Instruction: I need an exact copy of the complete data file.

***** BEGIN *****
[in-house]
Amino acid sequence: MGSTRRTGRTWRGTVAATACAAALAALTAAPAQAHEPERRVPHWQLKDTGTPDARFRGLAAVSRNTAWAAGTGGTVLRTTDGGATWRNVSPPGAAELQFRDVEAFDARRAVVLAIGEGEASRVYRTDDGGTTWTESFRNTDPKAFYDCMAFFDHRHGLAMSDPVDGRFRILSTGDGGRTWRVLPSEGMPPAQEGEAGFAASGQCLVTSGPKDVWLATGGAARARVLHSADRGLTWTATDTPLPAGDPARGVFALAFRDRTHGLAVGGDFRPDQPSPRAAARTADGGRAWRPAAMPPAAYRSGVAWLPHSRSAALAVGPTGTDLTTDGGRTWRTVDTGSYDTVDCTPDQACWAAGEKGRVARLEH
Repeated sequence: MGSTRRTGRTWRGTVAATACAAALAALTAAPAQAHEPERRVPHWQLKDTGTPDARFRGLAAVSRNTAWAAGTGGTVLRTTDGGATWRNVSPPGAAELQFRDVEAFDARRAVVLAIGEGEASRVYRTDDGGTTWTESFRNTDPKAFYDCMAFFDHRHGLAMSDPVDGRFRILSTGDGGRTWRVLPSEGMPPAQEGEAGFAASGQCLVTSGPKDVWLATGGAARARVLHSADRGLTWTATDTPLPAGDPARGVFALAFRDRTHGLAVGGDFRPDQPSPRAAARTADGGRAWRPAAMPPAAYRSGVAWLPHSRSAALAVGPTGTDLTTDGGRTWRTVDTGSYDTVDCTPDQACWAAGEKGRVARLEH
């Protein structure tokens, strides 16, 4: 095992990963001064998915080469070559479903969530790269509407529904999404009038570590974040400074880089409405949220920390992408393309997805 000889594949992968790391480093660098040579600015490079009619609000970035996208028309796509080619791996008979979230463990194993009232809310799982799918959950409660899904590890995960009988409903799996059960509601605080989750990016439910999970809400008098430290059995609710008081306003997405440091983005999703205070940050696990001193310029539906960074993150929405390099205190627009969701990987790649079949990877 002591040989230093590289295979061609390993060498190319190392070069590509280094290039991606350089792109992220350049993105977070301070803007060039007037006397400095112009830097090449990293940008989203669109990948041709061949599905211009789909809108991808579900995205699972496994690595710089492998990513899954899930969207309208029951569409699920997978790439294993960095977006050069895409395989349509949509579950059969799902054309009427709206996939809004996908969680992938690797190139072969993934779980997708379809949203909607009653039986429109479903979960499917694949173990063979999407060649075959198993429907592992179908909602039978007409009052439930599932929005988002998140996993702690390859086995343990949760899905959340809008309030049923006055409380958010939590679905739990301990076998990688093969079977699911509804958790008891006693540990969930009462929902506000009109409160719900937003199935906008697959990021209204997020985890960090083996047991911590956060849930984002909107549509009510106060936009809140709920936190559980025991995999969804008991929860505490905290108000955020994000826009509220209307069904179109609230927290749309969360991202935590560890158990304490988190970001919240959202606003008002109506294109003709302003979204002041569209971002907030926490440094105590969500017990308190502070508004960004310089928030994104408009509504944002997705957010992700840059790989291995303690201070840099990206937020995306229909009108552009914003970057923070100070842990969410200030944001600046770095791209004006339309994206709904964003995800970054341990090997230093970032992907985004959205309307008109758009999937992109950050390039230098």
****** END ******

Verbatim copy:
[in-house]
Amino acid sequence: MGSTRRTGRTWRGTVAATACAAALAALTAAPAQAHEPERRVPHWQLKDTGTPDARFRGLAAVSRNTAWAAGTGGTVLRTTDGGATWRNVSPPGAAELQFRDVEAFDARRAVVLAIGEGEASRVYRTDDGGTTWTESFRNTDPKAFYDCMAFFDHRHGLAMSDPVDGRFRILSTGDGGRTWRVLPSEGMPPAQEGEAGFAASGQCLVTSGPKDVWLATGGAARARVLHSADRGLTWTATDTPLPAGDPARGVFALAFRDRTHGLAVGGDFRPDQPSPRAAARTADGGRAWRPAAMPPAAYRSGVAWLPHSRSAALAVGPTGTDLTTDGGRTWRTVDTGSYDTVDCTPDQACWAAGEKGRVARLEH
Repeated sequence: MGSTRRTGRTWRGTVAATACAAALAALTAAPAQAHEPERRVPHWQLKDTGTPDARFRGLAAVSRNTAWAAGTGGTVLRTTDGGATWRNVSPPGAAELQFRDVEAFDARRAVVLAIGEGEASRVYRTDDGGTTWTESFRNTDPKAFYDCMAFFDHRHGLAMSDPVDGRFRILSTGDGGRTWRVLPSEGMPPAQEGEAGFAASGQCLVTSGPKDVWLATGGAARARVLHSADRGLTWTATDTPLPAGDPARGVFALAFRDRTHGLAVGGDFRPDQPSPRAAARTADGGRAWRPAAMPPAAYRSGVAWLPHSRSAALAVGPTGTDLTTDGGRTWRTVDTGSYDTVDCTPDQACWAAGEKGRVARLEH
């Protein structure tokens, strides 16, 4: 095992990963001064998915080469070559479903969530790269509407529904999404009038570590974040400074880089409405949220920390992408393309997805 000889594949992968790391480093660098040579600015490079009619609000970035996208028309796509080619791996008979979230463990194993009232809310799982799918959950409660899904590890995960009988409903799996059960509601605080989750990016439910999970809400008098430290059995609710008081306003997405440091983005999703205070940050696990001193310029539906960074993150929405390099205190627009969701990987790649079949990877 002591040989230093590289295979061609390993060498190319190392070069590509280094290039991606350089792109992220350049993105977070301070803007060039007037006397400095112009830097090449990293940008989203669109990948041709061949599905211009789909809108991808579900995205699972496994690595710089492998990513899954899930969207309208029951569409699920997978790439294993960095977006050069895409395989349509949509579950059969799902054309009427709206996939809004996908969680992938690797190139072969993934779980997708379809949203909607009653039986429109479903979960499917694949173990063979999407060649075959198993429907592992179908909602039978007409009052439930599932929005988002998140996993702690390859086995343990949760899905959340809008309030049923006055409380958010939590679905739990301990076998990688093969079977699911509804958790008891006693540990969930009462929902506000009109409160719900937003199935906008697959990021209204997020985890960090083996047991911590956060849930984002909107549509009510106060936009809140709920936190559980025991995999969804008991929860505490905290108000955020994000826009509220209307069904179109609230927290749309969360991202935590560890158990304490988190970001919240959202606003008002109506294109003709302003979204002041569209971002907030926490440094105590969500017990308190502070508004960004310089928030994104408009509504944002997705957010992700840059790989291995303690201070840099990206937020995306229909009108552009914003970057923070100070842990969410200030944001600046770095791209004006339309994206709904964003995800970054341990090997230093970032992907985004959205309307008109758009999937992109950050390039230098």